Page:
How Presidents Have Too Much Power

878 Words May 13th, 2016 4 Pages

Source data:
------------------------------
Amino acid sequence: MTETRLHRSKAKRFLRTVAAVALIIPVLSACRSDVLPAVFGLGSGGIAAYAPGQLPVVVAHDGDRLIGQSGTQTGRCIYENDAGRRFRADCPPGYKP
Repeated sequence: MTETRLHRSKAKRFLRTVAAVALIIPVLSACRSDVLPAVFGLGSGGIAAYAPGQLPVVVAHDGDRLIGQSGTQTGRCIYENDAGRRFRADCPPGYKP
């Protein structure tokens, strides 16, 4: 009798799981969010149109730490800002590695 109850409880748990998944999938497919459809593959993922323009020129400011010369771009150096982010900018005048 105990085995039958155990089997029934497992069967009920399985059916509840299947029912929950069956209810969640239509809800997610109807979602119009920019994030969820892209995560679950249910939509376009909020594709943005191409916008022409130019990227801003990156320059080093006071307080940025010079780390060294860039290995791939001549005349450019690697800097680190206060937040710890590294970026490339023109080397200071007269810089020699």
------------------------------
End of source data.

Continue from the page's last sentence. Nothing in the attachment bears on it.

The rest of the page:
Most of the specifications for the executive branch in the Constitution, other than how he is to be elected, have to deal with the interactions between Congress and the President. The president can (fill in the blank) but only if (this part) of Congress approves. The powers of the president have been interpreted widely so that he has more power than I believe the Framers intended. They wanted him to be able to check Congress with veto power and be the head of the military. However, I think that presidents nowadays have too much power. They are active in trying force their policy agenda through Congress, manage foreign relations, and act as the administrative head of the entire nation. The textbook lays it out well in, "The vast size of the executive branch and the number and complexity of decisions that must be made each day pose a challenge for the White House.” (316) In order to deal with the stresses put on the executive branch, there are thousands of employees that work to give the president the information that he needs to make decisions. He has advisors, cabinet members, legislative liaisons; the list goes on and on, but he is the person who actually gets to make all of the choices. The President is limited in some ways and given more power in other ways by the structure laid out for him in the Constitution, and evolved to be what it is now. Based on the way that the President’s office was created, the makeup of the Congress can present a challenge or an…

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